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Informed Consent and Consent Forms

The purpose of informed consent is to ensure that research subjects fully understand the nature of their proposed participation in research and consent willingly to take part. Informed consent addresses the "respect for persons" principle of the Belmont Report.  As stated in the Belmont Report " Respect for persons requires that subjects, to the degree that they are capable, be given the opportunity to choose what shall or shall not happen to them. This opportunity is provided when adequate standards for informed consent are satisfied. While the importance of informed consent is unquestioned, controversy prevails over the nature and possibility of an informed consent. Nonetheless, there is widespread agreement that the consent process can be analyzed as containing three elements: information, comprehension and voluntariness."

Further, the informed consent process provides the researcher with a legally effective record of the consent of subjects.

The informed consent process is not just a form, but a process whereby the researcher knows that potential participants are fully informed and that the project is carried out in accordance with the description provided to participants.

University of Richmond researchers who work with human subjects will have access to a variety of CITI training programs on the subject of informed consent.  In addition, this website provides examples of informed consent model forms and forms that have been approved by the IRB.

According to OHRP, "The basic required elements of informed consent can be found in the HHS regulations at 45 CFR 46.116(a). OHRP also has a tips sheet for informed consent available at http://www.hhs.gov/ohrp/policy/ictips.html.

The regulations require that the following information must be conveyed to each subject: a statement that the study involves research, an explanation of the purposes of the research and the expected duration of the subject’s participation, a description of the procedures to be followed, and identification of any procedures which are experimental;

1. a description of any reasonably foreseeable risks or discomforts to the subject;

2. a description of any benefits to the subject or to others which may reasonably be expected from the research;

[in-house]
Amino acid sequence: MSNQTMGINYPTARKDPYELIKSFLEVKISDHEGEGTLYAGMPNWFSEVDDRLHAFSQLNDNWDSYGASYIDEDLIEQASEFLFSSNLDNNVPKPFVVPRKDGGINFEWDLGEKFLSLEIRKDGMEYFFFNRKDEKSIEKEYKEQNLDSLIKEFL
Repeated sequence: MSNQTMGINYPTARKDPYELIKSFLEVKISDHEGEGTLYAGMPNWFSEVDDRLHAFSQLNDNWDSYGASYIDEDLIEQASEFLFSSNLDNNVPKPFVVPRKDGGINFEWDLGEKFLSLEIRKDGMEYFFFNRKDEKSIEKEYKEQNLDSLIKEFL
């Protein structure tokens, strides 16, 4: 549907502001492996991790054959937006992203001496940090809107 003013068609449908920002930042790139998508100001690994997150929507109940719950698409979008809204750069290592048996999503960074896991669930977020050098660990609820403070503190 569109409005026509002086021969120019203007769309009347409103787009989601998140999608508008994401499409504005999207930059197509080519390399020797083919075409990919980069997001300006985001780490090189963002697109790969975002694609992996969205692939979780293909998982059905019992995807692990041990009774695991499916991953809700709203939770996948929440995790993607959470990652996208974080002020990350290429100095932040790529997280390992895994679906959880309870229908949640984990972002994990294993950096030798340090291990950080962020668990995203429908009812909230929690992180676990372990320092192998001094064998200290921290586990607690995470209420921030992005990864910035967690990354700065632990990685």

3. a disclosure of appropriate alternative procedures or courses of treatment, if any, that might be advantageous to the subject;

4. a statement describing the extent, if any, to which confidentiality of records identifying the subject will be maintained;

5. for research involving more than minimal risk, an explanation as to whether any compensation and an explanation as to whether any medical treatments are available if injury occurs and, if so, what they consist of, or where further information may be obtained;

6. a discussion of the proposed uses of the research (e.g. for classroom use only; for publication or presentation; other uses),

7. an explanation of whom to contact for answers to pertinent questions about the research and research subjects’ rights, and whom to contact in the event of a research-related injury to the subject; and

8. a statement that participation is voluntary, refusal to participate will involve no penalty or loss of benefits to which the subject is otherwise entitled, and the subject may discontinue participation at any time without penalty or loss of benefits to which the subject is otherwise entitled.

Additional elements are described at 45 CFR 46.116(b).

Consent Forms Required for Video/Photographic and Audio Recording

Additional steps are required for recordings of research subjects, as recordings always entail the collection of individually identifiable information.  An IRB consent form for recordings can be found at with other consent form examples.  An example of a video consent/release form can be found at the Communications Office website.

Questions?

Please address any questions regarding consent forms to the IRB Chair.  The IRB Chair is also available by phone (484-1565) and at the IRB Office (118 Richmond Hall).